Leaping gecko

Uploaded to Wikipedia Commons by Alfeus Liman

In naturalistic terrariums, eggs may be secreted beneath the substrate at the base of plants, cork bark, or other cover. Gravid females are sometimes seen digging in several spots before deciding on a nest site.

 

Even if nesting sites are available in the terrarium, boxes or caves provisioned with a mix of moist sphagnum moss and soil should always be provided. This will simplify egg retrieval (if they are used, of course!) and will assure that there will always be a suitable nest site. Female geckos that cannot find a site to their liking may retain their eggs, which will eventually lead to a fatal infection (egg peritonitis).

 

Also, bear in mind that female Crested Geckos are able to store sperm. Those purchased as adults, or separated from a male, may still produce fertile eggs. As mentioned above, females that have not mated may also develop eggs, which must be deposited.

 

Stay alert for signs that a female may be egg-bound – lethargy, swollen abdomen, straining – and see a veterinarian if this occurs.

 

248523Egg Incubation

Crested Gecko eggs have been successfully incubated under a wide range of conditions. Here again they vary from many reptiles, as the eggs are extremely resilient and develop well at unusually-low (by lizard standards) temperatures.

 

As with most eggs, I favor course vermiculite or pearlite as an incubation medium. A water: substrate mix of 1:1 by weight works well.  The eggs may be incubated in an room with an appropriate temperature range, or a commercial reptile egg incubator.  Please see the article linked below for information on a simple method of calculating and tracking water content.

 

I haven’t found anything definitive concerning the effect of incubation temperatures on hatchling sex, but several anecdotal notes report that females predominate at temperatures of 77-80 F, males at 82 F, and mixed sexes at 70-76 F (the range most favored by experienced breeders). Incubation temperatures exceeding 84 F are said to kill the embryos.

 

Incubation periods range from 65-120 days, depending upon temperature and, in all likelihood, humidity levels and other factors.

 

Please post below for information on rearing young Crested Geckos.

 

Further Reading

Crested Gecko Substrates: Avoiding Impactions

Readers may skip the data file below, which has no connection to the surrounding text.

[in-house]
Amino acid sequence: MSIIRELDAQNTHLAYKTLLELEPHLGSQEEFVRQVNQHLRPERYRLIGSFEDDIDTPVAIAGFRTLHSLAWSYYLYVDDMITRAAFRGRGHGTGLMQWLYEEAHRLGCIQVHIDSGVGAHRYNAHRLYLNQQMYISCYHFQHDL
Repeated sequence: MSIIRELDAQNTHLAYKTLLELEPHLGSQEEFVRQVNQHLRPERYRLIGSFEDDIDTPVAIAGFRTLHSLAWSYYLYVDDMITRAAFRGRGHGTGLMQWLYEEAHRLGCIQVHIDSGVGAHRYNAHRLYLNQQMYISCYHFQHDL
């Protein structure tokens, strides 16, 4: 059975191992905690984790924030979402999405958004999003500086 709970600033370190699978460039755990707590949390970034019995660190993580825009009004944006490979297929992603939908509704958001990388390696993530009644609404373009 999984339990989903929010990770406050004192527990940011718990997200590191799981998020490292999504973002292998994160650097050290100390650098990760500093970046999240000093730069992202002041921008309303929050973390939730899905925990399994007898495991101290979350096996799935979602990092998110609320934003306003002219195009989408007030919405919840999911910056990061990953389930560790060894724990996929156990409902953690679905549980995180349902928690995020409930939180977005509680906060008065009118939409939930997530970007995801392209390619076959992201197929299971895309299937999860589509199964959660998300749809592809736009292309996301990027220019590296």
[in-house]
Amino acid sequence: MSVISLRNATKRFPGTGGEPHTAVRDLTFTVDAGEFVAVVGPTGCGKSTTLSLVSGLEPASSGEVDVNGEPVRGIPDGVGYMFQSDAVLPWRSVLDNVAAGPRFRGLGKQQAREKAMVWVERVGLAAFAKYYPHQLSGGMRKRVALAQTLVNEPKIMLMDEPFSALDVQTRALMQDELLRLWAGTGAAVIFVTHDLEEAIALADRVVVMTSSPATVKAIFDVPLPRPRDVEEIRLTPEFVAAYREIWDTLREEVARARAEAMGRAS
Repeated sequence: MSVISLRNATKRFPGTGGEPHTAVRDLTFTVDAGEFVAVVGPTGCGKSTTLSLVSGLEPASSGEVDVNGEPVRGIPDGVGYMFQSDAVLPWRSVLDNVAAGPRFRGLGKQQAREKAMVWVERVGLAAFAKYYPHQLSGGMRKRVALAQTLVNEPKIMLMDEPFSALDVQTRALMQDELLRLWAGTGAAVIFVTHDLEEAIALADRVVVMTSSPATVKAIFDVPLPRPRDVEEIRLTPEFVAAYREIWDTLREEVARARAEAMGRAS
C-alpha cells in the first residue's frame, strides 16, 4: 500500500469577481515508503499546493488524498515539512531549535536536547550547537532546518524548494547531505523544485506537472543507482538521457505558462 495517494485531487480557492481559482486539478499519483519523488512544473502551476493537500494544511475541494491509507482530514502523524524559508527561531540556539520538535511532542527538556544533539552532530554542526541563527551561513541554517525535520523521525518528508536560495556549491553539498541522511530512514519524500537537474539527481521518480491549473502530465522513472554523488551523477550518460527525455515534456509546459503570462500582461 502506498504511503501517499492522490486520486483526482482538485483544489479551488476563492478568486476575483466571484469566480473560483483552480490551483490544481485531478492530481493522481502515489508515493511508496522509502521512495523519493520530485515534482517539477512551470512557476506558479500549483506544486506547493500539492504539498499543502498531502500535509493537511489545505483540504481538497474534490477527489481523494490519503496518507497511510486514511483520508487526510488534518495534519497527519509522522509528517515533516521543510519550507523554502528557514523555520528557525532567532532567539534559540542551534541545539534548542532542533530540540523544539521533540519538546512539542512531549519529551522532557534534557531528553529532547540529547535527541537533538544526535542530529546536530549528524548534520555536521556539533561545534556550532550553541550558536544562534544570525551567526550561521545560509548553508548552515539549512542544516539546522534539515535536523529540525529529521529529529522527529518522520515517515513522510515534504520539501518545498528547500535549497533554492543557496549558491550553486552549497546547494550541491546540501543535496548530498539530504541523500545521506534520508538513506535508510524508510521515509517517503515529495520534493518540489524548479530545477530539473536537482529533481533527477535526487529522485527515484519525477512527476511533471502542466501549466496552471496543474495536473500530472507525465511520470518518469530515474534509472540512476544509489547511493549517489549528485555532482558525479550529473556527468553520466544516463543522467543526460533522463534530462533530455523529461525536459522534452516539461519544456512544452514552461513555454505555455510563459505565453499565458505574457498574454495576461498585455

New Caledonia Giant Gecko Care

Rear Fanged Snakes: Fascinating, Venomous, and Not a Good Pet Choice

South American Hognosed Snake

Uploaded to Wikipedia Commons by Matt872000

The term “rear fanged” is applied to a variety of unrelated snakes that possess a venom-producing gland and 1-3 enlarged, grooved maxillary teeth in the rear of the mouth. We do not yet know how many species possess these venom-conducting teeth (“rear fangs”), but evidence indicates that snake venom evolved some 60 million years ago – before non-venomous snakes came into being. Therefore, all present day species may have evolved from venomous ancestors, and may possess at least the traces of venom glands. The rear-fanged snakebites I’ve dealt with in the course of my career have elicited only mild reactions. Some rear-fanged species, however, have caused fatalities – two very “famous” fatalities, in fact (please see below).

 

Snakes Best Kept in Zoos

As individual sensitivities and other factors can greatly affect one’s reaction to a bite, even “mildly venomous” species must be considered as potentially dangerous. A lifetime of experience as a zookeeper and herpetologist has taught me that it is impossible for a private snake owner to adequately prepare for or treat a venomous snakebite at home, or, prior to a bite, to arrange for treatment in a hospital.

 

Tentacled Snake

Uploaded to Wikipedia Commons by Rishaada

Until we learn more about them, rear fanged snakes are best considered as suitable for display in zoos rather than private collections. Tentacled Snakes (Erpeton tentaculatum) and certain others may be an exception, but I advise consulting a herpetologist and an experienced medical doctor if you feel compelled to acquire a rear-fanged snake of any species.

 

Boomslang

Uploaded to Wikipedia Commons by Rishaada

 

 

Overview

Rear fanged snakes are classified in the huge family Colubridae (the “Typical Snakes”), but are not necessarily closely-related to one another. The term is applied to a variety of species that possess the venom-producing Duvernoy’s Gland. One, two, or three of the maxillary teeth in the rear of the mouth are enlarged and bear grooves on their front surfaces. Venom released by the Duvernoy’s Gland flows down these grooves and into a prey animal or foe. A period of “chewing”, in the manner of cobras and other Elapids, may be necessary in order to fully discharge the venom.